• Temporomandibular Joint Syndrome (TMJ)
  • Bruxism
  • Mandibular spasm
  • Facial pain
  • Dental implants and surgery
  • Migraines

Botox can also be used for cosmetic dental issues. In conjunction with the use of dermal fillers, Botox can help to improve the appearance of your smile by eliminating the laugh lines around the mouth. For people who have a gummy smile, or a smile that exposes a lot of gums, Botox can be used to reshape the gums.

How Exactly Does Botox Work?

Receiving Botox is a process that can be completed in a matter of minutes and with little discomfort to you. Botox blocks the transmitters that run between the motor nerves that move the muscles. The muscles into which the Botox is injected do not lose feeling. However, the interruption of the motor nerves prevents the muscles from contracting. This is what stops the formation of facial wrinkles. For patients with dental concerns, the injected areas that had been overactive or tense due to stress or overuse become relaxed and free of pain.

Why Are Dentists Using Botox to Treat Their Patients?

Dentists view Botox as an ideal treatment because it is a minimally invasive procedure that provides a new way of addressing a range of dental issues that cause their patients pain or detract from the appeal of their smile. It is a product that is approved by the Food and Drug Administration, typically cost less than surgical procedures and has a shorter recovery time than any dental surgery. The results it provides is temporary —Botox typically wears off in three to four months—and can be completely reversed; this means that there are no negative effects if the Botox treatment is unsuccessful.

Dentists are uniquely qualified to administer Botox as they have an expert knowledge of the muscle and bone structures of the face, particularly those in the maxillofacial and oral areas, or the area between the chin and forehead. Because they have more advanced training and experience in this area than many other health care professionals, they can provide Botox treatments with the preciseness necessary to eliminate pain in the mouth and improve one’s smile.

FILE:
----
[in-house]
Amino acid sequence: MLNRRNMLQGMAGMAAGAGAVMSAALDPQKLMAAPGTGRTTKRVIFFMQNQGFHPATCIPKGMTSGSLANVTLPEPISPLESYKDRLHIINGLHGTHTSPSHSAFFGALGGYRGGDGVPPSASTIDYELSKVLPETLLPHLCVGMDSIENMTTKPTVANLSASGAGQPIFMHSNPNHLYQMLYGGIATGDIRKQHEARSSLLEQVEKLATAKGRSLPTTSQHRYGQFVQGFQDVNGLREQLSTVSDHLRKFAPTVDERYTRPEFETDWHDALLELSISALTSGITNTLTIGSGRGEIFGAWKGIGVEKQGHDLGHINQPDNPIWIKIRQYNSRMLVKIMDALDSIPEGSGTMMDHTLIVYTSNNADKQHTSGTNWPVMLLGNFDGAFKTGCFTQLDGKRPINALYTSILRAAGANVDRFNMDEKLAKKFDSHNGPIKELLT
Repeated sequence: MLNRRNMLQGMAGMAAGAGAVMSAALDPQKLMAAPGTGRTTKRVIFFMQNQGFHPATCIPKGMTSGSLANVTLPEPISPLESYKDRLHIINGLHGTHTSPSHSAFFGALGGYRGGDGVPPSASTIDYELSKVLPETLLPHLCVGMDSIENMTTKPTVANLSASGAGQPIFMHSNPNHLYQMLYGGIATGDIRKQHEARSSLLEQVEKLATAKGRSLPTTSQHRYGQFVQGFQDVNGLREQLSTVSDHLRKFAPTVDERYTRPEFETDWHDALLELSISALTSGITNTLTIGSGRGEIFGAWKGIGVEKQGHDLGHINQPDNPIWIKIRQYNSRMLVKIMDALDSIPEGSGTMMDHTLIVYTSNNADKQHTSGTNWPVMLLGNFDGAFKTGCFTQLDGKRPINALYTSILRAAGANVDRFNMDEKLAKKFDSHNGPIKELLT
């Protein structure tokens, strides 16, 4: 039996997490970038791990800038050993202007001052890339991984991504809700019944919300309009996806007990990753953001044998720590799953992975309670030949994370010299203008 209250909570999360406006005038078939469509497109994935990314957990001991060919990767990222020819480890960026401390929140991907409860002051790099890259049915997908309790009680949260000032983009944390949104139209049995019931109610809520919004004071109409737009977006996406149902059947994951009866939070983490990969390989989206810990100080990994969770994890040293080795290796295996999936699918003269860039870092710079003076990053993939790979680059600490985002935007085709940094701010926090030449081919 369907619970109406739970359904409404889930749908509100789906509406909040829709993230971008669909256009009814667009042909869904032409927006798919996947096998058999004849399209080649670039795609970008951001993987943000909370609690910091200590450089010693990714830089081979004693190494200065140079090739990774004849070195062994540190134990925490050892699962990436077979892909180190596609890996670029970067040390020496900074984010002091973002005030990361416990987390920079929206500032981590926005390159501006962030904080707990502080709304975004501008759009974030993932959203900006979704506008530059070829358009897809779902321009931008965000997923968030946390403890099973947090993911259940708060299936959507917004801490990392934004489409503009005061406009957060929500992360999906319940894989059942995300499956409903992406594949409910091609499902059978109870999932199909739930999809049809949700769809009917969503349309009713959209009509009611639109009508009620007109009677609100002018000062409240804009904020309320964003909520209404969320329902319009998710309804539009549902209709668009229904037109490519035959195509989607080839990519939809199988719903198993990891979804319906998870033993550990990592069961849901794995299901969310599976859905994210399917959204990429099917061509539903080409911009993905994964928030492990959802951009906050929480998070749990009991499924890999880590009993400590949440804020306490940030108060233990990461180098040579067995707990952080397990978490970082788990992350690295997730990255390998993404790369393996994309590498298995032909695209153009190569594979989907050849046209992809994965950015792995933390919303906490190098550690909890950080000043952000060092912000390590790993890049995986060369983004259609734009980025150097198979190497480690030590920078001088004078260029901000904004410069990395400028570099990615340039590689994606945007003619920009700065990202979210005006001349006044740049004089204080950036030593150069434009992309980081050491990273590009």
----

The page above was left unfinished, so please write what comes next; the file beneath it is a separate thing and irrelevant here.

Learn more about what Botox can do for your oral wellbeing. If you would like to know how Botox treatments can be used to resolve your general or cosmetic dental issues, don’t hesitate to contact your dentist.

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general dentistry basics

What General Dentistry Offers

At Creative Dental, we provide general dentistry services to all of our patients. Those who need or desire specialized dental care, such as implants, cosmetic dentistry, and oral surgery, can also have those needs met at Creative Dental in Westfield, New Jersey.

What is General Dentistry?

General dentistry is the foundation of oral health care. It can be compared to general physician services. You go to your general physician to monitor and maintain your overall health. Just like that, you see your general dentist for professional attention for your overall oral health.

A general dentist is educated to help patients achieve maximum oral health through careful monitoring, maintenance, and treatment. For example, during your general dentist appointment, your dental professional will inspect your mouth for any signs of trouble, such as sores, redness, swelling, infection, and other signs of bacterial issues. Recently, it’s been proven that an unhealthy dental situation can lead to bodily issues, such as heart disease. This is why general dentistry is considered to be at the forefront of ensuring overall wellness.